Okay, we all know about the spelling reform and the metric reform and the library reform. You might be forgiven for thinking that one of the fin-de-siècle bandwagons that Melvil refrained from jumping upon was the artificial language movement. But he was all over that one too, funding a journal about Ro, the constructed language in which "bofoc" means red, and "bofod" means orange (with the prefix "bofo-" standing for color). And isn't there a sense in which the DDC itself can be understood as an artificial language: one that happens to be used for talking about the subjects of documents? It's also one that seems to have found somewhat more success -- in 138 countries worldwide -- than Ro ever did. So there weren't too many misunderstandings at the third annual Dewey Translators Meeting the other week. Everyone spoke ILD: the International Language of Dui.
Thirty-one librarians attended the August 16 meeting (held at Oslo University College in conjunction with IFLA's World Library and Information Congress), representing DDC translation projects in thirteen countries. Points of discussion included a general DDC update, a DDC research update, a demonstration of the German translation support software presented by Magda Heiner-Freiling (Die Deutsche Bibliothek) and Peter Werling (Pansoft), and brief reports on translations and other DDC-related activities from those present. But the main focus of debate was the treatment of options in 200 Religion, and opportunities for providing a more balanced representation of major religions at the top levels of the system. The attendees supported a move toward a new general option, to which existing provisions might be mapped in a one-to-one fashion, that would foster interoperability between standard and optional numbers and provide a useful browsing interface for all users. Such a new general option might also serve as a vehicle for studying a possible future framework for 200 Religion. The Universal Decimal Classification (UDC) recently revised its Class 2 in a chronological/regional pattern. Dr. Ia McIlwaine, UDC editor in chief, and Joan S. Mitchell, DDC editor in chief, have agreed to undertake a joint study on a compatible top-level presentation and crosswalk between the two systems for the presentation of religion.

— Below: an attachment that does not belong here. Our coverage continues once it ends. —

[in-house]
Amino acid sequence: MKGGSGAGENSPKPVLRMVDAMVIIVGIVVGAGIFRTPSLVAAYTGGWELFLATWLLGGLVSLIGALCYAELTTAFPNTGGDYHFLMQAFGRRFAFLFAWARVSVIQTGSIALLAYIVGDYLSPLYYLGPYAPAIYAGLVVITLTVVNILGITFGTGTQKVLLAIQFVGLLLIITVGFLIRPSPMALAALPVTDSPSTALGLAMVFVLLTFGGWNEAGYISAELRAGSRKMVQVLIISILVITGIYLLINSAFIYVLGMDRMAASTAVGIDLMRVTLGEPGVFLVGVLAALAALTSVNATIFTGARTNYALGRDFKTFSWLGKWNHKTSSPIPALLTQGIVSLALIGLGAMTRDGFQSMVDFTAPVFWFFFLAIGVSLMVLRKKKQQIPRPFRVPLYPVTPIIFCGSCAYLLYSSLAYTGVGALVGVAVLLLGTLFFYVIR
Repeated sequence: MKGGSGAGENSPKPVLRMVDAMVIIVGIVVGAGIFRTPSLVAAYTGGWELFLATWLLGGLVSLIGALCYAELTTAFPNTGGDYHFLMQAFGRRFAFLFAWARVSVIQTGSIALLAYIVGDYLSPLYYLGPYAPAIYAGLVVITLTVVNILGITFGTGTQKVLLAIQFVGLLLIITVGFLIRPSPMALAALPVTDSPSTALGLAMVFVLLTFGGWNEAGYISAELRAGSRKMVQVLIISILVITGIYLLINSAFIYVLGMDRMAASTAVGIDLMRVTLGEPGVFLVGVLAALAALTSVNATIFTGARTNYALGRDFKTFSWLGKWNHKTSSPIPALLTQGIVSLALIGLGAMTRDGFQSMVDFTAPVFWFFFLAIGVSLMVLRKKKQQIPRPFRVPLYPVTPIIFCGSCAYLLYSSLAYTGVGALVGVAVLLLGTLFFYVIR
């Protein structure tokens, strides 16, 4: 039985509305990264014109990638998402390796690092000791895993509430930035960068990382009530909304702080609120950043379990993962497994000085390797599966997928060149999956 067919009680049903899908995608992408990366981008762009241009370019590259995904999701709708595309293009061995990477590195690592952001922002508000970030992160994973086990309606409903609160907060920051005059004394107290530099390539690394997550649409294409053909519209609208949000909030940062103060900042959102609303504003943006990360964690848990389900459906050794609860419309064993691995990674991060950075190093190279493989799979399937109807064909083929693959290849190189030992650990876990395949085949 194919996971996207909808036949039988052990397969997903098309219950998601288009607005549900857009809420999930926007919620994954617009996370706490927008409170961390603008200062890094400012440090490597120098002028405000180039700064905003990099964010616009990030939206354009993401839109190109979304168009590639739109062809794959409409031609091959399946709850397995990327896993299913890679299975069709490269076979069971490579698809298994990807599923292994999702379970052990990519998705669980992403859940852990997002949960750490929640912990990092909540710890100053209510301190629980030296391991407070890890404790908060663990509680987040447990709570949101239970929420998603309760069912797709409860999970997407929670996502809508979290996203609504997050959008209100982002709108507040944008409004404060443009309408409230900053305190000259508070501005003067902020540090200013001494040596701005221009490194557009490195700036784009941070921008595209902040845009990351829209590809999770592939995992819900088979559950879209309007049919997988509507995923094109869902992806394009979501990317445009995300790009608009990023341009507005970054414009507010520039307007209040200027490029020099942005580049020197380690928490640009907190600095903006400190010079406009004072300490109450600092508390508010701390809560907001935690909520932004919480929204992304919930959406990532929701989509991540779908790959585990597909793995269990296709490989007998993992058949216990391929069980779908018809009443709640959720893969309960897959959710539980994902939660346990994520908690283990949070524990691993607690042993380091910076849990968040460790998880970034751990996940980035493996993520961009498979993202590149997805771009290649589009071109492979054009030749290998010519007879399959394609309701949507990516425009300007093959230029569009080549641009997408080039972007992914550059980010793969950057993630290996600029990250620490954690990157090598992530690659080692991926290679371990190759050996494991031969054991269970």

As part of the planning process, we'd like to find out more about who's using the current options in religion. It would make our day if you could complete this short questionnaire -- by September 26, 2005, please. And comments in direct response to this post would be excellent too! Rev. Foster -- if you're out there -- what do you make of all this?